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Washington State Route 100 and Cape Disappointment State Park

 


WA 100 is a 4.68 mile long loop and spur highway verging off of US 101 to serve Cape Disappointment State Park near Ilwaco, Washington. WA 100 does not have cardinal directions along the road, instead being signed as Loop WA 100, and for the accompanying and shorter spur route, it is signed as Spur WA 100. Part of the Lewis and Clark Trail Scenic Byway, WA 100 takes you to a Coast Guard station and around Cape Disappointment State Park, to its campgrounds, hiking trails, historic Fort Canby and two lighthouses (Cape Disappointment Lighthouse and North Head Lighthouse). WA 100 was established in 1991 by an act through the Washington State Legislature by using the existing North Head Road, which had been a paved county road since 1957. Part of WA 100 was washed away into nearby Baker Bay during a winter storm in 1994.

WA 100 is the main road around Cape Disappointment State Park, formerly known as Fort Canby State Park. Cape Disappointment sits within the traditional territory of the Chinook tribe, who called the cape "Kah'eese". The Chinooks were known to be sophisticated traders and also were highly engaged in the maritime fur trade around the Pacific Northwest. While Cape Disappointment was first mapped by Spanish explorer Bruno de Heceta in 1775 and originally named as San Roque, its current naming is credited to English Captain John Meares, who approached the cape in 1788, but could not locate the entrance of the Columbia River. As a result of his failure to find the Columbia River's entrance, Captain Meares named the headland Cape Disappointment. He was closer to the entrance than he assumed, so it was a disappointment indeed. In 1792, American Captain Robert Gray successfully crossed the bar of the Columbia River and named the river "Columbia" after his ship, the Columbia Rediviva. Robert Gray named Cape Disappointment "Cape Hancock", but the name didn't stick. Then in 1805, the Lewis and Clark Expedition arrived at Cape Disappointment after their 18 month, 3,700 mile journey across from St. Louis, Missouri, exploring the newly purchased Louisiana Purchase along with the Oregon Country.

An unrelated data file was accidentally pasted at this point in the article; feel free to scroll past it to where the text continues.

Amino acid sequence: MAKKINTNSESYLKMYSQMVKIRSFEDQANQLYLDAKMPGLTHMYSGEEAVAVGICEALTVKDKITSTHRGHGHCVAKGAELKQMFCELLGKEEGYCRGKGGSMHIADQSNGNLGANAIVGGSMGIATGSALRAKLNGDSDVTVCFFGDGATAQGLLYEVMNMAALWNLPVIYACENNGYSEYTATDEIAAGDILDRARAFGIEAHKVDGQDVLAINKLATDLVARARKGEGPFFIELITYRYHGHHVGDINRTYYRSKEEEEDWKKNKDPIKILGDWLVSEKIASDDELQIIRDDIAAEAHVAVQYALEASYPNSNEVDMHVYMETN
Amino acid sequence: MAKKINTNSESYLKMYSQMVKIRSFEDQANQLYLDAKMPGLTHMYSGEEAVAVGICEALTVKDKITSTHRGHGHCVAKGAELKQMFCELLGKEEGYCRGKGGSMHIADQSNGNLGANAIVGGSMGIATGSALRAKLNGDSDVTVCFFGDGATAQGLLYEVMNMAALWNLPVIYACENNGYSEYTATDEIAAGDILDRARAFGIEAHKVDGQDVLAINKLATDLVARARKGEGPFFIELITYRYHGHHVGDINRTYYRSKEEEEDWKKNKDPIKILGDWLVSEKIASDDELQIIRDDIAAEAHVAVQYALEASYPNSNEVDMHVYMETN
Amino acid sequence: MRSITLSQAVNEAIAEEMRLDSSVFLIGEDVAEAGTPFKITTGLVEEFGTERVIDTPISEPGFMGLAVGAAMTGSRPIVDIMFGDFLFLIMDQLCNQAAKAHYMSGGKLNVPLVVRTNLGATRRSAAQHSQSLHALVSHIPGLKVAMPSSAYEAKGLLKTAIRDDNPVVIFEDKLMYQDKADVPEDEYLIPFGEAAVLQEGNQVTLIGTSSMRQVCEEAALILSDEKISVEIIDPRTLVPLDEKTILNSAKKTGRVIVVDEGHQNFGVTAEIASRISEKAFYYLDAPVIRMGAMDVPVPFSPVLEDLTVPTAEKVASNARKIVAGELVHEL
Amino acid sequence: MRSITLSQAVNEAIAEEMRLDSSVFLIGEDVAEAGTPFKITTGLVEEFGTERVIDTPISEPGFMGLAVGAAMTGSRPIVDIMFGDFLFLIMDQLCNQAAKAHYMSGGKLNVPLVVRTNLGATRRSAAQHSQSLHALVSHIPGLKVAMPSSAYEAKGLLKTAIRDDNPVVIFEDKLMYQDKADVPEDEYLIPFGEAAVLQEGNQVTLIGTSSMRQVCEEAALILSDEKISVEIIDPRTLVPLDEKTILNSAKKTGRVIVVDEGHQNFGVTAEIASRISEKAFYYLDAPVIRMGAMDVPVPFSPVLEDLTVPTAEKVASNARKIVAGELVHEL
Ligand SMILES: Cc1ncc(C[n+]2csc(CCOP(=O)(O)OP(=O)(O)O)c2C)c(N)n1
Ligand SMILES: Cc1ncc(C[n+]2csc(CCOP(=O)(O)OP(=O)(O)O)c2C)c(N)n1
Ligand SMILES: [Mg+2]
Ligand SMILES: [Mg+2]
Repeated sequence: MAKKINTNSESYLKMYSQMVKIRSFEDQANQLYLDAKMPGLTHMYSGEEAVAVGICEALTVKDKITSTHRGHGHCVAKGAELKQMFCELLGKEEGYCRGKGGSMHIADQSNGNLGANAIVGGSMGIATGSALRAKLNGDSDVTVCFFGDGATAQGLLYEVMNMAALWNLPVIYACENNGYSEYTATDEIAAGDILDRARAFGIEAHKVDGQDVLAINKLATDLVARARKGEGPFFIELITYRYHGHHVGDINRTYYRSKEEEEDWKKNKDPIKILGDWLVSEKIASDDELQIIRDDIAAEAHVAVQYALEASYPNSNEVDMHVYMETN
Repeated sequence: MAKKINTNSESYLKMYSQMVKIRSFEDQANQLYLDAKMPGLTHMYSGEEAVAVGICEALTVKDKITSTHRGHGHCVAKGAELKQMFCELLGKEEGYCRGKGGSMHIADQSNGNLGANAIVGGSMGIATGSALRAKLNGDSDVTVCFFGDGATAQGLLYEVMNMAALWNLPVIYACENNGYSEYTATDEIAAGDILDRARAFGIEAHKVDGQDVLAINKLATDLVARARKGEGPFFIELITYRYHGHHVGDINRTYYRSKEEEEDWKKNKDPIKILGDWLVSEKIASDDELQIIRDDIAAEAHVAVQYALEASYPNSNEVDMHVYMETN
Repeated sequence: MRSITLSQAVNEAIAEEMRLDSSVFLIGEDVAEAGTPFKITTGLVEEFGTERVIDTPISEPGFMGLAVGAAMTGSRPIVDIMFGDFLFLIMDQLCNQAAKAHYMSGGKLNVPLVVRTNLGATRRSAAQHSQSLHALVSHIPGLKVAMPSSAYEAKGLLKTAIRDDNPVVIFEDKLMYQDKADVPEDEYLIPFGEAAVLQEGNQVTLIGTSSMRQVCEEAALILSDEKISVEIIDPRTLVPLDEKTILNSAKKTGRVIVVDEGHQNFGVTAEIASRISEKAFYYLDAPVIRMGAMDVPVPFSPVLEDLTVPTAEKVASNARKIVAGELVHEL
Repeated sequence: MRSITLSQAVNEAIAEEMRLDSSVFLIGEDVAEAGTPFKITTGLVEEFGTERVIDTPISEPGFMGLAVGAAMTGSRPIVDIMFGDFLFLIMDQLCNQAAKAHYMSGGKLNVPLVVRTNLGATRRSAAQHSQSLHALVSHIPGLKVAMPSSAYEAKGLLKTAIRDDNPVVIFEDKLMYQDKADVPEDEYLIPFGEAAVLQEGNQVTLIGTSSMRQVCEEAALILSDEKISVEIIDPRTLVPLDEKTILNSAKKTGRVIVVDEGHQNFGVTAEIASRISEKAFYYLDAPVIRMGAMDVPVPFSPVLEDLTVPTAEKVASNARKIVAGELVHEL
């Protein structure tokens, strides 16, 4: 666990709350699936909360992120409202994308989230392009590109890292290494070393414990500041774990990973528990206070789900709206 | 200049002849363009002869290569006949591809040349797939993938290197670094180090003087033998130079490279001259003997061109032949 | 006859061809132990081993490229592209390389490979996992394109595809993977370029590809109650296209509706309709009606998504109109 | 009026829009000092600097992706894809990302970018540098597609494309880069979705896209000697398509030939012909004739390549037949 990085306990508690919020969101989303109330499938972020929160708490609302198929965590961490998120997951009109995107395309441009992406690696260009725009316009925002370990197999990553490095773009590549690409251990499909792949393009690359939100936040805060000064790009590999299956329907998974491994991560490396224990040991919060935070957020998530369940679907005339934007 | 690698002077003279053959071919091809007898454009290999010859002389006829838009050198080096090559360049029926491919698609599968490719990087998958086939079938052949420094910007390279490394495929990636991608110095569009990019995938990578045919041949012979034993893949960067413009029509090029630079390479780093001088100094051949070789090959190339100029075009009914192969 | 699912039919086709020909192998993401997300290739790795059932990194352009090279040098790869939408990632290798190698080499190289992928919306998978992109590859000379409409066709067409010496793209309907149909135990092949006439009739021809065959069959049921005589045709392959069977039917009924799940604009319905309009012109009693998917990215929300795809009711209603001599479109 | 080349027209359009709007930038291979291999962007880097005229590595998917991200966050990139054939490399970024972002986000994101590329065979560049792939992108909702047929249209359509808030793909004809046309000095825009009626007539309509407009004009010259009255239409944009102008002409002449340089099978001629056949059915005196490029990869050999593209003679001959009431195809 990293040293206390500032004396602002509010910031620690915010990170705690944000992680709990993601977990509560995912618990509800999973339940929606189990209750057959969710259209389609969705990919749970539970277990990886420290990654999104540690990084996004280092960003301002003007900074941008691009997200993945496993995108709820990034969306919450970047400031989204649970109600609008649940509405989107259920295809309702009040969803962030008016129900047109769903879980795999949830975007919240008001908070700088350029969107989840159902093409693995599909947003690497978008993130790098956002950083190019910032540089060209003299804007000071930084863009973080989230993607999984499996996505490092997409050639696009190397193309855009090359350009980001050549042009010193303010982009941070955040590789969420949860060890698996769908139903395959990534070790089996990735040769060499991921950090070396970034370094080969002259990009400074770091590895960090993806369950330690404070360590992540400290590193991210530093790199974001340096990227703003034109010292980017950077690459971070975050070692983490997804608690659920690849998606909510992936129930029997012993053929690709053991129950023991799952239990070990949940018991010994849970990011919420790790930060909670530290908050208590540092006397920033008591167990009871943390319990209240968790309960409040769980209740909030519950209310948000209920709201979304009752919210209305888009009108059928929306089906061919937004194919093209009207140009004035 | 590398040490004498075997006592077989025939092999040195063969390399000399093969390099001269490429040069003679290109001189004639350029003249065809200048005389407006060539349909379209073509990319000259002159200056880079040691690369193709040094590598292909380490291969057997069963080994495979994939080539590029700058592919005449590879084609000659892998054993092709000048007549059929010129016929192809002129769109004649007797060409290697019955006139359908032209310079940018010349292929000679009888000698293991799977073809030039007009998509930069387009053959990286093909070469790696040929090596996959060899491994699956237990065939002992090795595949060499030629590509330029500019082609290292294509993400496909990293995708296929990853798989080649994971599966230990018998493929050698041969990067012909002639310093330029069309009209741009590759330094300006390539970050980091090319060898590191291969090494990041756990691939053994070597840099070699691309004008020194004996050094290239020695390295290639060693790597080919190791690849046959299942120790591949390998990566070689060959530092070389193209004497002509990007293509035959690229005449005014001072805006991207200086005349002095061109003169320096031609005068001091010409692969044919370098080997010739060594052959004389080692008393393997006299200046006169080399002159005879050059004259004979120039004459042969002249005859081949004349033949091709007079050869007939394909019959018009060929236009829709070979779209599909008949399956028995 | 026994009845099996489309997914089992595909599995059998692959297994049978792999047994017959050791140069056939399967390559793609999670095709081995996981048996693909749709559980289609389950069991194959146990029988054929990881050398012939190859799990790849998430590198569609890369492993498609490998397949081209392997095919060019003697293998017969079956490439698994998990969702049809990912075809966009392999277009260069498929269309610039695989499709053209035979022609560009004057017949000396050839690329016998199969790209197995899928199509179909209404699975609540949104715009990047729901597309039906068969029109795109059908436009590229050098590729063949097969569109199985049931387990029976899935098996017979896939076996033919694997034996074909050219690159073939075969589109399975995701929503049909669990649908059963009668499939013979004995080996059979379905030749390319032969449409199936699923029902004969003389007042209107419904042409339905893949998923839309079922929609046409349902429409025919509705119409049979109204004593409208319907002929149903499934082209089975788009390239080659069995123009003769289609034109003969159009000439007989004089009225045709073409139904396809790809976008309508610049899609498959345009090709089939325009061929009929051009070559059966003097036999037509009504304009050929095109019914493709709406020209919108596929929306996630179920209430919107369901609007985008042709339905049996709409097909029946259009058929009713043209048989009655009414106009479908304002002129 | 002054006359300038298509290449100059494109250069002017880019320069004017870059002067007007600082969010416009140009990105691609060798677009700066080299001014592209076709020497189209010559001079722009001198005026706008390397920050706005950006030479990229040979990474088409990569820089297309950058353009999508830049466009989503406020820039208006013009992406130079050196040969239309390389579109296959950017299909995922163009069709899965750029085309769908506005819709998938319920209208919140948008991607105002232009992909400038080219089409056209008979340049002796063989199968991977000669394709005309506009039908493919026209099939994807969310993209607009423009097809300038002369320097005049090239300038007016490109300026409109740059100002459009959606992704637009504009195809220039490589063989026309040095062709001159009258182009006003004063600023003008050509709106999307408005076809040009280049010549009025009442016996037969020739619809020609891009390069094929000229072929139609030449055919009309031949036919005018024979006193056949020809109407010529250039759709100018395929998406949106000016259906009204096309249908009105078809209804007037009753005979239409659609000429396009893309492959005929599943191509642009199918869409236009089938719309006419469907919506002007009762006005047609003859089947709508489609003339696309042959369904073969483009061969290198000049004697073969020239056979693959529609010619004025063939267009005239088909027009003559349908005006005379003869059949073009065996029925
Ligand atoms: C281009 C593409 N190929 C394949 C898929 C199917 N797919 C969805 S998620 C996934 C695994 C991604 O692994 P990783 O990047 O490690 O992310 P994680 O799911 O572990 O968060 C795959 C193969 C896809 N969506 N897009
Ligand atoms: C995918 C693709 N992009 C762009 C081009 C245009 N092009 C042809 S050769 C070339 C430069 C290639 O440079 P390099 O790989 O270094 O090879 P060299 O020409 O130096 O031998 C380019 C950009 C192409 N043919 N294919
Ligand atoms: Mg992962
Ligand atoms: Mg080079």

In 1862, Cape Disappointment was armed with cannons to protect the mouth of the Columbia River from Civil War threats. The installation was expanded to become Fort Canby in 1875, which was named for Army General Edward Canby. Improvements on Fort Canby continued until the end of World War II. The remnants of gun batteries and other structures still sit on the cliffs overlooking the Pacific Ocean, and you can still explore the old fort today. In 1938, the first parcel of land, known locally as "Bell's View," was purchased for $1 by Washington State Parks for what would become Cape Disappointment State Park.

The Cape Disappointment area has also had a number of improvements that took place to improve and aid navigation. The Cape Disappointment Lighthouse was constructed in 1856 to warn mariners of the treacherous river bar where the Columbia River meets the Pacific Ocean, known for its many shipwrecks as "the graveyard of the Pacific". This is the oldest operating lighthouse in the Pacific Northwest. Plans for a second lighthouse, North Head Lighthouse, were drafted in 1889 because of poor visibility of the Cape Disappointment Lighthouse to southbound ships, and the North Head Lighthouse was built in 1898. Then in 1912, the U.S. Army Corps of Engineers constructed the North Jetty at the entrance to the Columbia River at Cape Disappointment, and the 2.5 mile long, three million ton, stone structure was completed in 1917. Together with the South Jetty in Oregon, the two jetties provided for safer navigation of the Columbia River bar.

Let's explore WA 100 and Cape Disappointment State Park, starting with the state route.

Loop WA 100 shield in Ilwaco. WA 100 is also part of the Lewis and Clark Trail. The Lewis and Clark National Historic Trail is approximately 4,900 miles long, extending from Pittsburgh, Pennsylvania, to the mouth of the Columbia River. The trail follows the outbound and inbound routes of the Lewis and Clark Expedition as well as from Pittsburgh to Wood River, Illinois, following the route that Lewis and Clark used to prepare for the expedition.

Loop WA 100 on the North Cape Road going counterclockwise.

Loop WA 100 intersects with Spur WA 100.